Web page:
French School, 1912
The tomb of Cecil John Rhodes, Matobo National Park
signed and dated lower: [...] Mai 1912
pencil and watercolour
220 x 460 mm
With Finch & Co., London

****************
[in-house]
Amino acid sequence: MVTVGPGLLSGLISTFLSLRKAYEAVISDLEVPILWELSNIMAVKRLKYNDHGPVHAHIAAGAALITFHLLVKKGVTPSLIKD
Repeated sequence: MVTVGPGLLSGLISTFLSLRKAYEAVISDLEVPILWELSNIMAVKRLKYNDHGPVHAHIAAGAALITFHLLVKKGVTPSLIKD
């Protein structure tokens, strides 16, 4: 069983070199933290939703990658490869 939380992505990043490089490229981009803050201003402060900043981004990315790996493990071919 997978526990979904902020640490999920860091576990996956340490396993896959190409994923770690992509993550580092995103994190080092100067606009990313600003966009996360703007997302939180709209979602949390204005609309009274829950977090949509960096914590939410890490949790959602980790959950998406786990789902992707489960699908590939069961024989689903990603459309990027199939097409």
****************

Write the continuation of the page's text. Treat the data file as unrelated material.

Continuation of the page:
The present drawing depicts the grave of Cecil Rhodes (1853-1902) on the summit of Malindidzumu (“The hill of ancestral spirits”) in Matobo National Park, Zimbabwe. The Matobo Hills are situated some 20 miles south of Bulawayo and have been occupied since at least the Middle Stone Age. Granite slopes and balancing rocks form a strikingly varied landscape and the 3,000 examples of ancient rock paintings which have been discovered in the area attest to the far-reaching history of the site. The national park, as it is known today, was established in 1926 by Rhodes. Having struck a peace-deal with the Ndebele inhabitants of the Matobo Hills in 1896 to end the Second Matebele War, Rhodes decreed that he should be buried in Matobo. His funeral in 1902 was the first (and perhaps the only) occasion that a European has been afforded the Matebele royal salute. However, it should also be noted that the Ndebele chiefs were on the payroll of the BSAC (British South Africa Company) by this point. As this watercolour attests, Rhodes’ grave quickly became a tourist destination and it controversially remains so to this day. The drawing is likely one of the earliest depictions of the grave in situ.